The Water Boy 36" X 38"
I began working on this piece almost two years ago. Often my large pieces take a while to mature. I start with an idea, work, look, wait, work some more and, if all is going well I finish within a reasonable time. All did not go well with this piece.
If I run into a snag I might put the piece up for a while. Sometimes, that is a matter of weeks and sometimes it's months. This one took many months.
I decided to share my thoughts and photos of this piece as it progressed, from an idea, to the finished piece.
A few years ago I became interested in using Photo Shop Elements as a means to manipulate photos as inspiration for my work. One of my favorite techniques is to blend or overlay photos that share something in common. A few of the pieces that I've used this technique in is, Spirit of the Kive and Ohm.
While the photo of Connor was cute the background held little appeal, so I used PSE 11, to dropout the background. One of my favorite tools to erase images in a photo, is found under Image in the upper tool bar. I click on image, and a drop down bar appears. Magic Extractor is at the bottom of the list. I usually have to use the eraser to do a little clean up around the edges, but this technique works well for me.
While I'm not able to grown geraniums in my window boxes, not enough sun, I do grown flowers there each year. I adapted a fabric origami pattern to to fit my rendition of geraniums and filled the pots.
My poor husband ends up watering these boxes all Summer. Even though it's only in a piece of art, I decided to give him a water boy, to do that for him.
After I was satisfied with the manipulated images. I sent a copy to Spoonflower. www.spoonflower.com to have it printed on fabric. I had had 5 " samples made, with this image, on different fabrics and chose the cotton-linen. I felt it gave a truer color.
This was by far the largest piece I had ever thread painting. I knew I wanted to thread paint Connor very closely. My plan then was to quilt the rest of the piece, just not as densely. I often start a project not knowing what I'm doing. It often gets me in trouble as it did here. This is the time to stop, think, look, plan, read, and mull it over.
Notice the puckering near the dark blue at the pocket. It's quite heavy, though hard to see here. My choices, as I saw them, were (1) to plunge ahead and hope that after the thread painting was finished, I could make corrections in the background. or (2) decide now, that I would cut Connor off and threat it as two separate pieces. I chose two. It actually became easier, to thread paint, as I had less material to guide through the machine. I decided to send the image of Through my Window to Spoonflower to have it printed separately. This would solve my problems, or at least I hoped so.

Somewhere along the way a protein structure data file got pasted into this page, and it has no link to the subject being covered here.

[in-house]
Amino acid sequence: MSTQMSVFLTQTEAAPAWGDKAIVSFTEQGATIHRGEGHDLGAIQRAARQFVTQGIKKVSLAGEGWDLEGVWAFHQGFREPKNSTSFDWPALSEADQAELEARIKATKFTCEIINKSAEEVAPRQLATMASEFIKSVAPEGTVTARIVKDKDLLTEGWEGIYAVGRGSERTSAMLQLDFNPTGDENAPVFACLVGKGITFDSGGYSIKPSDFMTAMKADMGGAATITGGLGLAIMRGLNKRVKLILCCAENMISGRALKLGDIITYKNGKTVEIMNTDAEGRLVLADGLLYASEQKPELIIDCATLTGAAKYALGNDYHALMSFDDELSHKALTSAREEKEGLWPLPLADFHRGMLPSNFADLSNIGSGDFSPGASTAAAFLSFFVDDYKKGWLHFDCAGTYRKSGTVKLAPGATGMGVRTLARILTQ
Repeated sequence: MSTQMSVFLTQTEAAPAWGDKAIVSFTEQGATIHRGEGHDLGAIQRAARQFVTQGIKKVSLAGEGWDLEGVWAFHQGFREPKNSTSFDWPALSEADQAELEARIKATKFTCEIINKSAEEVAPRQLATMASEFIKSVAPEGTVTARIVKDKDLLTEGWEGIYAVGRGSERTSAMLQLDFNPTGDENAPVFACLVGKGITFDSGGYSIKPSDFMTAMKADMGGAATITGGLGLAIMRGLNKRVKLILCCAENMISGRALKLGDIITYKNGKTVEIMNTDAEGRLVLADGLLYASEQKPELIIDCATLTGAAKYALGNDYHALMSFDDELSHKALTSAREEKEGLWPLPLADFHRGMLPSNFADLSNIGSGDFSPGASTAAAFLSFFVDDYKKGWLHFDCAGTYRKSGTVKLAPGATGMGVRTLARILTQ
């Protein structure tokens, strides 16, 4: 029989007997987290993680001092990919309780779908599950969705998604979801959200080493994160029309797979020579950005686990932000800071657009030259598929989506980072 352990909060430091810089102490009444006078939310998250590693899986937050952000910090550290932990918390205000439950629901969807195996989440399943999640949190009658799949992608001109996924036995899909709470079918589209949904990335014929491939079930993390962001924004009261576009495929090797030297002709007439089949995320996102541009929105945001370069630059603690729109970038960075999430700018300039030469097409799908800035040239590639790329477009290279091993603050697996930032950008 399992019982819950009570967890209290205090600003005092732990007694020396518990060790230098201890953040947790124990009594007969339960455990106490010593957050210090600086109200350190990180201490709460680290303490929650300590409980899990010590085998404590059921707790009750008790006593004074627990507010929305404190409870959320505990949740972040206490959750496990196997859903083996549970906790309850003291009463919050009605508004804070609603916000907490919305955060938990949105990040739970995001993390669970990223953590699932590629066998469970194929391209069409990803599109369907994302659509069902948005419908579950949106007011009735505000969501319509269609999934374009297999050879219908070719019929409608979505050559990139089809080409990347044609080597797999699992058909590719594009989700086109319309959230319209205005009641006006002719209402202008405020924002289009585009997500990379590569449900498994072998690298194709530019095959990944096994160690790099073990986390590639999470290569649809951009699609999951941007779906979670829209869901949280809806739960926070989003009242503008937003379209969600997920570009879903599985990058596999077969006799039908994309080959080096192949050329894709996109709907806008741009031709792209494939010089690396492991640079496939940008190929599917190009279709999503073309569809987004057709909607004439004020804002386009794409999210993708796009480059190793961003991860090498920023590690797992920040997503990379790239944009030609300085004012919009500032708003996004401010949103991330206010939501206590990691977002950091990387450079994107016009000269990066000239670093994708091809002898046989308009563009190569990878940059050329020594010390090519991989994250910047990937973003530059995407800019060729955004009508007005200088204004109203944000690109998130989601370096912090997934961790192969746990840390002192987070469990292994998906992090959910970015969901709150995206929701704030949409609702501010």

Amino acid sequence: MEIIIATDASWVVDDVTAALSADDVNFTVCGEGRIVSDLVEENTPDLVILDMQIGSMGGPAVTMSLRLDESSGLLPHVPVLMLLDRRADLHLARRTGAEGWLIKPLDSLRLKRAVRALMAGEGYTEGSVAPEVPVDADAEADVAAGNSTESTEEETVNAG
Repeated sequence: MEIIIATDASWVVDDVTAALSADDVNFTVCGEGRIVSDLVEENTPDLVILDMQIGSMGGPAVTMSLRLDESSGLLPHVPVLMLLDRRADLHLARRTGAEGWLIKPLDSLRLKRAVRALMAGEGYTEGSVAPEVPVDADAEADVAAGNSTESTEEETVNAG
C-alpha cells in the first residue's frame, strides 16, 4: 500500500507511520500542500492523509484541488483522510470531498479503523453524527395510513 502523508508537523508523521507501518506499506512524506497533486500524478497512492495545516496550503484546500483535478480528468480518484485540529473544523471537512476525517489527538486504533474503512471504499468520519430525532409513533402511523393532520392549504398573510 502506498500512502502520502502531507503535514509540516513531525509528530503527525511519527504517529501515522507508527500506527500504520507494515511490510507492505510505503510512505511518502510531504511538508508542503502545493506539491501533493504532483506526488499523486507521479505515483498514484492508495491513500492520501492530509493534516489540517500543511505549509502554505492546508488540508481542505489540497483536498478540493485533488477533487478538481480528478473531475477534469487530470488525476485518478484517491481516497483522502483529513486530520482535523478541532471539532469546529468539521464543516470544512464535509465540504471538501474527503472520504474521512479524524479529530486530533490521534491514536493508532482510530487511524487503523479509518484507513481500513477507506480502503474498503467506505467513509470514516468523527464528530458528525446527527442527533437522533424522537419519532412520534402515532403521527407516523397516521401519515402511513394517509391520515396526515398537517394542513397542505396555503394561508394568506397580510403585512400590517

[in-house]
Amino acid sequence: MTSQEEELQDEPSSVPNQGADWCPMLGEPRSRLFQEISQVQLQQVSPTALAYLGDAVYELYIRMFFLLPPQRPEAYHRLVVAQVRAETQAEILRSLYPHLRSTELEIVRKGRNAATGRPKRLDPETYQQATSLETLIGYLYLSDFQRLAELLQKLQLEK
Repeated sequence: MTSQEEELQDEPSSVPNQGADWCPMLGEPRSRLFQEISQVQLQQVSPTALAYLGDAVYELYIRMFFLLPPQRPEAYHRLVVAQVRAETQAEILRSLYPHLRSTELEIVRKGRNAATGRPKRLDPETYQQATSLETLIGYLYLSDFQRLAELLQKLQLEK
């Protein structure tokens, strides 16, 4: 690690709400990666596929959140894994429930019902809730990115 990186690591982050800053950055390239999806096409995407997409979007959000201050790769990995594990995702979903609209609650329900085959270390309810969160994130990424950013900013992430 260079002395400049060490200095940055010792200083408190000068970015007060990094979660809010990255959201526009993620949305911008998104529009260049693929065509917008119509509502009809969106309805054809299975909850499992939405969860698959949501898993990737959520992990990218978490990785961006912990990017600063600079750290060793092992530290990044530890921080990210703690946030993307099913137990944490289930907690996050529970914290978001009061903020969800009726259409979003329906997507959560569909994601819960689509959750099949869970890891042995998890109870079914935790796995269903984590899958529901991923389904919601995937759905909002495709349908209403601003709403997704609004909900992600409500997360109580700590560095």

If you have ever thread painted, you know that distortion is inevitable. You can get a bulge or volcano as it is sometimes called in quilting. This happened to the water can. Thanks goodness for artist like Carol Shinn. She wrote Freestyle Machine Embroidery, and that book has saved my butt several time in this process. She recommends cutting through the thread painting, yes it is heart stopping, overlapping the image and trim out the overlap. You can then place a piece of fabric on the back and thread paint over the trimmed image.
The repaired image. Can you see where I cut? I bet not. Okay I'm on my way to the finish.
Last year my friend and fellow fiber artist, Gail Sexton and I collaborated on Spirit of the Kiva. Gail is a wonderful machine quilter. I asked her if she would once again collaborate with me on this piece. She finished the quilting, beautifully, I might add, several weeks ago.
I have since been facing the background and attaching the thread painting. This was also no little matter in it's self. The thread painting had to have the backing fabric attached. Woe, enough already. I think you get the idea. It's finished and I'm happy, happy, happy.
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